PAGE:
IAT. The ANOVA revealed only a marginally significant effect of Contingency, F(1, 197) = 3.72, p = .055, η2 = .02, BF0 = 1.17. IAT scores were significantly higher than zero when instructed contingency was low (M = 0.12, SD = 0.44), t(95) = 2.66, p = .009, d = 0.27, BF1 = 3.15, but not when it was high (M = –0.01, SD = 0.51), t(104) = –0.20, p = .84, d = 0.02, BF0 = 9.07. We did not observe any other effects, Fs < 0.95, ps > .33, η2s < .01, BF0s > 4.28.
US expectancy and liking ratings. To directly compare changes in expectancy and liking in a test with sufficient power, we performed an ANOVA on standardized Time 1 and Time 2 US expectancy and liking ratings of Experiments 1 and 2 with CS Type, Time, Contingency, Co-occurrence and Measure (US Expectancy, Liking) as factors. The ANOVA revealed a main effect of CS Type, F(1, 385) = 274.89, p < .001, η2 = .42, BF1 > 105, which was qualified by an interaction of CS Type and Measure, F(1, 385) = 575.93, p < .001, η2 = .60, BF1 > 105. US expectancy ratings were higher for the CS+ than for the CS–, p < .001, d = 2.00, BF1 > 105 whereas liking ratings were lower for the CS+ than for the CS–, p < .001, d = 0.41, BF1 > 105. We also observed a main effect of Contingency, F(1, 385) = 9.87, p = .002, η2 = .02, BF1 > 105, and an interaction between CS Type and Contingency, F(1, 385) = 8.24, p = .004, η2 = .02, BF1 > 105. Most importantly, this interaction was qualified by the expected three-way interaction between CS Type, Contingency, and Measure, F(1, 387) = 4.73, p = .030, η2 = .01, BF1 = 1.48. Contingency instructions moderated the CS Type effect on expectancy ratings, F(1, 385) = 14.19, p < .001, η2 = .04, BF1 = 95.79, but not on liking ratings, F(1, 385) = 0.01, p = .92, η2 < .01, BF0 = 8.83.2 Finally, we also observed a significant interaction between CS Type, Co-occurrence, Time, and Measure, F(1, 385) = 5.59, p = .019, η2 = .01, BF0 = 1.80, indicating that, for Time 2 ratings, Co-occurrence moderated the CS Type effect on liking ratings, F(1, 385) = 4.58, p = .030, η2 = .01, BF0= 1.10, but not on expectancy ratings, F(1, 385) = 0.64, p = .42, η2 < .01, BF0 = 6.53. We did not observe a CS Type × Co-occurrence × Measure interaction for Time 1 ratings, Fs < 0.03, ps > .88, η2s < .01, BF0s > 4.28.3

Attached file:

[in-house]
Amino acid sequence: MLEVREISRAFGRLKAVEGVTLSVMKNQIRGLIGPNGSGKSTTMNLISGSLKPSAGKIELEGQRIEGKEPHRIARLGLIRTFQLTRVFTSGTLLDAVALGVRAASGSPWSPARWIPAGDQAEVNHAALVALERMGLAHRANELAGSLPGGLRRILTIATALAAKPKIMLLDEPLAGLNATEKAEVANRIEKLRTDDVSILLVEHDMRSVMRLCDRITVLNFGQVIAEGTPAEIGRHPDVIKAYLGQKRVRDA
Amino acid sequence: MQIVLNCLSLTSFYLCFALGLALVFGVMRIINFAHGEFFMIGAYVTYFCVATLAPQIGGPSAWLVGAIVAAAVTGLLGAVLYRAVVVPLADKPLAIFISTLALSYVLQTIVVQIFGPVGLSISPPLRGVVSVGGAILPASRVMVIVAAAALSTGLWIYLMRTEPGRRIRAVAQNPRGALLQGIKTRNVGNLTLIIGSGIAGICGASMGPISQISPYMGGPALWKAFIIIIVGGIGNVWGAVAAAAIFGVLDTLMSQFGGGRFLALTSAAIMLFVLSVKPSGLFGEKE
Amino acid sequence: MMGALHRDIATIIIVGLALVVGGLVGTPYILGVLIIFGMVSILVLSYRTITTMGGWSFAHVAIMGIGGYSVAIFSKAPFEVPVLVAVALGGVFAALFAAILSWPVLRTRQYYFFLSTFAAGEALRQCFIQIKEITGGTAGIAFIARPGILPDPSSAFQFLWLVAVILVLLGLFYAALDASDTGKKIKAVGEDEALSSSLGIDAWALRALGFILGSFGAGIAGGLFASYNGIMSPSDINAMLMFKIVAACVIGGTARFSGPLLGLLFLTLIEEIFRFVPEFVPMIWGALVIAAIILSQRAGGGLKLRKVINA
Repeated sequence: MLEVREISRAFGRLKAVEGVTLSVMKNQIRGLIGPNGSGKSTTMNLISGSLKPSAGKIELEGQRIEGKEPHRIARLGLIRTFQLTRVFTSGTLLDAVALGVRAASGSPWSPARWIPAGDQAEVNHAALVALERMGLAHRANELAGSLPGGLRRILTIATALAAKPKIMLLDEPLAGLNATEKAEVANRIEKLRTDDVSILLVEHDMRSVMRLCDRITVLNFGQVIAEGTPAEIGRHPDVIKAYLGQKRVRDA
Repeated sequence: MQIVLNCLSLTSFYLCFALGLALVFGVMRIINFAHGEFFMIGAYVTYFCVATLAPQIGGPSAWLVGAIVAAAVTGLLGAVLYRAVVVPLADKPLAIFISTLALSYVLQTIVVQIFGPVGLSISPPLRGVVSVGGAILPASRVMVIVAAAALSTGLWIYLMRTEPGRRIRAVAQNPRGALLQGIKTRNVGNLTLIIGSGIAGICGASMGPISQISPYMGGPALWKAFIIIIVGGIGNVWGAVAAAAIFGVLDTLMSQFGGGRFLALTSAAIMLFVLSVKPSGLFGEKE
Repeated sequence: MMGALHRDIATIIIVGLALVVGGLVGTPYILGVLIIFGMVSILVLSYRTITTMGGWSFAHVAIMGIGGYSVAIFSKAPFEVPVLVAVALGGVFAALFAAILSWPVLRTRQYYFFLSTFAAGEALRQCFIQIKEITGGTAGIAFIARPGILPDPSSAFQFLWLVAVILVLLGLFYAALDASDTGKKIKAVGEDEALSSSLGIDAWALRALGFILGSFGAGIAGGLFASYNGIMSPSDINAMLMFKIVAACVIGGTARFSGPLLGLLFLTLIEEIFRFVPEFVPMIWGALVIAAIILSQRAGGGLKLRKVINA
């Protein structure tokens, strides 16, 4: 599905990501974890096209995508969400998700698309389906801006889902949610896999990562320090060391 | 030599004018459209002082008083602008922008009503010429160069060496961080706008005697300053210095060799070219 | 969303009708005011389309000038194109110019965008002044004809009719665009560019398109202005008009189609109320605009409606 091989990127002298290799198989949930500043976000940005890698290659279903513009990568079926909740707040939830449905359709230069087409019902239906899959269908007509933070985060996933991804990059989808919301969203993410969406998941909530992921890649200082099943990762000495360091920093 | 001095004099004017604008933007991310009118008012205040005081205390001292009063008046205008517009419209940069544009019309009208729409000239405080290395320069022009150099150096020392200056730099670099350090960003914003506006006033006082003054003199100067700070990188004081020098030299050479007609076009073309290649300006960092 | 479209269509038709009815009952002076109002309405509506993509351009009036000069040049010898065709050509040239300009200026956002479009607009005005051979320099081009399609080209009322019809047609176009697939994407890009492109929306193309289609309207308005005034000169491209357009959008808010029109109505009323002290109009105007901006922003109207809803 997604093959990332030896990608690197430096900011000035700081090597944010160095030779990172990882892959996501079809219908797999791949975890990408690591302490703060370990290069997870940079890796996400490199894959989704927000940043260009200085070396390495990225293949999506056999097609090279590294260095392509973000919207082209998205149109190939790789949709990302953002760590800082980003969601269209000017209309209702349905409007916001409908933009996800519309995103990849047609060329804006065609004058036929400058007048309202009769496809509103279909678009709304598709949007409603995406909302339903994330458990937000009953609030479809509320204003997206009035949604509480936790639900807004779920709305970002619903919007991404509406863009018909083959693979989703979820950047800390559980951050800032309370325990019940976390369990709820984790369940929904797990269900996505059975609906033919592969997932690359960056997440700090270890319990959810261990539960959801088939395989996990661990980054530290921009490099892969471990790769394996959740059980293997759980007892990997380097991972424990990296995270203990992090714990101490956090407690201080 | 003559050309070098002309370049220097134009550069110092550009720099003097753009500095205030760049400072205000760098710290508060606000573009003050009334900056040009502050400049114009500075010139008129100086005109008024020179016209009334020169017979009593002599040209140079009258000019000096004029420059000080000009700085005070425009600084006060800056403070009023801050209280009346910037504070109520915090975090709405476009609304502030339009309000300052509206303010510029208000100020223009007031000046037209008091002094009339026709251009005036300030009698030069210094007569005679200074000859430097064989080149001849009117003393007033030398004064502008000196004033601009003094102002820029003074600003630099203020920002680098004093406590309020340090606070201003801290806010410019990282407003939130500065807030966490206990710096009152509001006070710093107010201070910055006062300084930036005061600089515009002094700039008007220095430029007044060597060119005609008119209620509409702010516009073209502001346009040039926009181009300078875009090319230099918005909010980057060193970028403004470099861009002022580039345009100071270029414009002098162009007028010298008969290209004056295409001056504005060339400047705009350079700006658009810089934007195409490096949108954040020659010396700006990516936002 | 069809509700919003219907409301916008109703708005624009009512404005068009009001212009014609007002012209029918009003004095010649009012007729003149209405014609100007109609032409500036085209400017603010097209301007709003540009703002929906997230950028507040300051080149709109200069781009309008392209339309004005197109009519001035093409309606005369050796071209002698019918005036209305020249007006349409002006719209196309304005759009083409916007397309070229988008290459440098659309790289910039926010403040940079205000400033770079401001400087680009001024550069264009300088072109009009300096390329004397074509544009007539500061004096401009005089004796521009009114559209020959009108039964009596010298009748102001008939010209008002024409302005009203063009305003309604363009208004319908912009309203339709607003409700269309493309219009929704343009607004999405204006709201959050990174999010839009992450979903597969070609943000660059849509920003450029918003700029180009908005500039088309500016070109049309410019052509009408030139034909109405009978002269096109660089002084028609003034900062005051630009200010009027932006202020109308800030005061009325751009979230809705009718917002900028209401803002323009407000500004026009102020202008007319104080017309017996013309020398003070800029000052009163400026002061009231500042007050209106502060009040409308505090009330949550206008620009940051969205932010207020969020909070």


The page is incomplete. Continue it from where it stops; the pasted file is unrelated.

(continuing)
IAT. The 2 × 2 ANOVA on IAT scores from both experiments combined revealed only an effect of Contingency, F(1, 368) = 7.88, p = .005, η2 = .02, BF1 = 5.56. IAT scores were significantly higher than zero when instructed contingency was low (M = 0.13, SD = 0.42), t(167) = 4.02, p < .001, d = 0.31, BF1 = 172.79, but not when it was high (M = 0.00, SD = 0.46), t(203) = –0.10, p = .92, d = 0.01, BF0 = 12.72. We did not observe any other effects, Fs < 1.05, ps > .30, η2s < .01, BF0s > 5.65.
The observation that statistical contingency moderates expectancy learning but not evaluative conditioning is typically interpreted as support for the idea that these types of learning depend on distinct learning processes (Hofmann et al., 2010). We tested an alternative explanation according to which both types of learning depend on the formation of propositional beliefs but changes in liking reflect co-occurrence beliefs (i.e., that the CS and US have co-occurred) and changes in expectancy reflect contingency beliefs (i.e., that the CS is a reliable predictor of the US). In two studies, we set out to manipulate these beliefs by varying instructions about future stimulus presentations. More specifically, different participants received different instructions about the number of times that a CS+ would co-occur with an unpleasant US and the number of times the CS+ would be presented on its own. As predicted on the basis of the propositional account, the instruction-based manipulation of statistical contingency influenced US expectancy ratings but not ratings of US liking.